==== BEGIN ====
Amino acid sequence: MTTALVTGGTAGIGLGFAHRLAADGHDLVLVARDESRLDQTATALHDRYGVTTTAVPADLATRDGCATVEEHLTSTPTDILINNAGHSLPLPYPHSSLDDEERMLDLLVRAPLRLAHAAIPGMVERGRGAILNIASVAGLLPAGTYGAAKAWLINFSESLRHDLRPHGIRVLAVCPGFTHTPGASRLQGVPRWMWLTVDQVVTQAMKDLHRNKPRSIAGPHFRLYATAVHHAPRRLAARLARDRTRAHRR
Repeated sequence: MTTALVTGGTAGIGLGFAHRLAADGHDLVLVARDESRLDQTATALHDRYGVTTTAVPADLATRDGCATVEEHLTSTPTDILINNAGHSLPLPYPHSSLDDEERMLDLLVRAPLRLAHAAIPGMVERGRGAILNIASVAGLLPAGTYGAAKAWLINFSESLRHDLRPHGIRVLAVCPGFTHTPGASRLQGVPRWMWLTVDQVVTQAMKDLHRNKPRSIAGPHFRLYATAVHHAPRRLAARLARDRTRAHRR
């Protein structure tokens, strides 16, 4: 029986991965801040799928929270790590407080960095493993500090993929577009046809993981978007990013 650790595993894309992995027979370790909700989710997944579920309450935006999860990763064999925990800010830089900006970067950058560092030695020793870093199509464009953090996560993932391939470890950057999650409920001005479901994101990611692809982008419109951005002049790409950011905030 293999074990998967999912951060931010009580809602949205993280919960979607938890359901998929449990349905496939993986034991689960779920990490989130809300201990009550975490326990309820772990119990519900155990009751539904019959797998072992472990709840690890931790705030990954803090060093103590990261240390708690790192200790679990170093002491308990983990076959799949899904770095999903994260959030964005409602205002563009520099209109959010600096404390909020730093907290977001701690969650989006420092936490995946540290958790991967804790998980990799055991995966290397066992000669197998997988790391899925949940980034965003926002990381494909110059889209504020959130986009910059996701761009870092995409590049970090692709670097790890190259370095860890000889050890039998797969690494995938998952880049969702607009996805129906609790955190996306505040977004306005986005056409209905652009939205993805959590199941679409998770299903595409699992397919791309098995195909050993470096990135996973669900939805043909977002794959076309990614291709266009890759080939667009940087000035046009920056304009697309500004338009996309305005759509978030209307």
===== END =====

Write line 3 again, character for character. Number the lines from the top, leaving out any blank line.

């Protein structure tokens, strides 16, 4: 029986991965801040799928929270790590407080960095493993500090993929577009046809993981978007990013 650790595993894309992995027979370790909700989710997944579920309450935006999860990763064999925990800010830089900006970067950058560092030695020793870093199509464009953090996560993932391939470890950057999650409920001005479901994101990611692809982008419109951005002049790409950011905030 293999074990998967999912951060931010009580809602949205993280919960979607938890359901998929449990349905496939993986034991689960779920990490989130809300201990009550975490326990309820772990119990519900155990009751539904019959797998072992472990709840690890931790705030990954803090060093103590990261240390708690790192200790679990170093002491308990983990076959799949899904770095999903994260959030964005409602205002563009520099209109959010600096404390909020730093907290977001701690969650989006420092936490995946540290958790991967804790998980990799055991995966290397066992000669197998997988790391899925949940980034965003926002990381494909110059889209504020959130986009910059996701761009870092995409590049970090692709670097790890190259370095860890000889050890039998797969690494995938998952880049969702607009996805129906609790955190996306505040977004306005986005056409209905652009939205993805959590199941679409998770299903595409699992397919791309098995195909050993470096990135996973669900939805043909977002794959076309990614291709266009890759080939667009940087000035046009920056304009697309500004338009996309305005759509978030209307």